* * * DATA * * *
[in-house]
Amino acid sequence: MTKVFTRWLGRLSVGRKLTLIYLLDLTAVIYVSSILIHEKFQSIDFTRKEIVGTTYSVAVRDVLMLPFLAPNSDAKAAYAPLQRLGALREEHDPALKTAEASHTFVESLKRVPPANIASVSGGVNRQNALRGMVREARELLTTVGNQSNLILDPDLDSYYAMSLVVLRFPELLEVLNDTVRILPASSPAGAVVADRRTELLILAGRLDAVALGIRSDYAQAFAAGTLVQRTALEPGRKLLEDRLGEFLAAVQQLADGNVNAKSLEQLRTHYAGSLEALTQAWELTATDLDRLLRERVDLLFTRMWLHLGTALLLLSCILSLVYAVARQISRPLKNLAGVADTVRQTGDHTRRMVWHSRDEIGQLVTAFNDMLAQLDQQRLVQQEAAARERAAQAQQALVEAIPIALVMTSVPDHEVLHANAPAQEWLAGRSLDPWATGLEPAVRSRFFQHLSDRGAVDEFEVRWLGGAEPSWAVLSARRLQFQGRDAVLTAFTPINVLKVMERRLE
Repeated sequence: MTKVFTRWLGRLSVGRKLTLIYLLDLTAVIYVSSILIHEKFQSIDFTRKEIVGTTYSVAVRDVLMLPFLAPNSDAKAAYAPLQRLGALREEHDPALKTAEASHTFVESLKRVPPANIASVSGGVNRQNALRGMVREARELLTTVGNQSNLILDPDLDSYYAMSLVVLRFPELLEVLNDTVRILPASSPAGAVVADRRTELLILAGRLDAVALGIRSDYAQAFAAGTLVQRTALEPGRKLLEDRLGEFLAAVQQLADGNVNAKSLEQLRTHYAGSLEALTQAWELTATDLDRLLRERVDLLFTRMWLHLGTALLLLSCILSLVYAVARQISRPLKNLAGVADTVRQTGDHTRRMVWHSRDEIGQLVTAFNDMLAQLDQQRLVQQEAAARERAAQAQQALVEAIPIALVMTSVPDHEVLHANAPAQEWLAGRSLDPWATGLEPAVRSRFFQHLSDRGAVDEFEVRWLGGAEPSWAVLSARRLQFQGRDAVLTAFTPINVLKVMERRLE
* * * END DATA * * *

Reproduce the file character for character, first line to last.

[in-house]
Amino acid sequence: MTKVFTRWLGRLSVGRKLTLIYLLDLTAVIYVSSILIHEKFQSIDFTRKEIVGTTYSVAVRDVLMLPFLAPNSDAKAAYAPLQRLGALREEHDPALKTAEASHTFVESLKRVPPANIASVSGGVNRQNALRGMVREARELLTTVGNQSNLILDPDLDSYYAMSLVVLRFPELLEVLNDTVRILPASSPAGAVVADRRTELLILAGRLDAVALGIRSDYAQAFAAGTLVQRTALEPGRKLLEDRLGEFLAAVQQLADGNVNAKSLEQLRTHYAGSLEALTQAWELTATDLDRLLRERVDLLFTRMWLHLGTALLLLSCILSLVYAVARQISRPLKNLAGVADTVRQTGDHTRRMVWHSRDEIGQLVTAFNDMLAQLDQQRLVQQEAAARERAAQAQQALVEAIPIALVMTSVPDHEVLHANAPAQEWLAGRSLDPWATGLEPAVRSRFFQHLSDRGAVDEFEVRWLGGAEPSWAVLSARRLQFQGRDAVLTAFTPINVLKVMERRLE
Repeated sequence: MTKVFTRWLGRLSVGRKLTLIYLLDLTAVIYVSSILIHEKFQSIDFTRKEIVGTTYSVAVRDVLMLPFLAPNSDAKAAYAPLQRLGALREEHDPALKTAEASHTFVESLKRVPPANIASVSGGVNRQNALRGMVREARELLTTVGNQSNLILDPDLDSYYAMSLVVLRFPELLEVLNDTVRILPASSPAGAVVADRRTELLILAGRLDAVALGIRSDYAQAFAAGTLVQRTALEPGRKLLEDRLGEFLAAVQQLADGNVNAKSLEQLRTHYAGSLEALTQAWELTATDLDRLLRERVDLLFTRMWLHLGTALLLLSCILSLVYAVARQISRPLKNLAGVADTVRQTGDHTRRMVWHSRDEIGQLVTAFNDMLAQLDQQRLVQQEAAARERAAQAQQALVEAIPIALVMTSVPDHEVLHANAPAQEWLAGRSLDPWATGLEPAVRSRFFQHLSDRGAVDEFEVRWLGGAEPSWAVLSARRLQFQGRDAVLTAFTPINVLKVMERRLE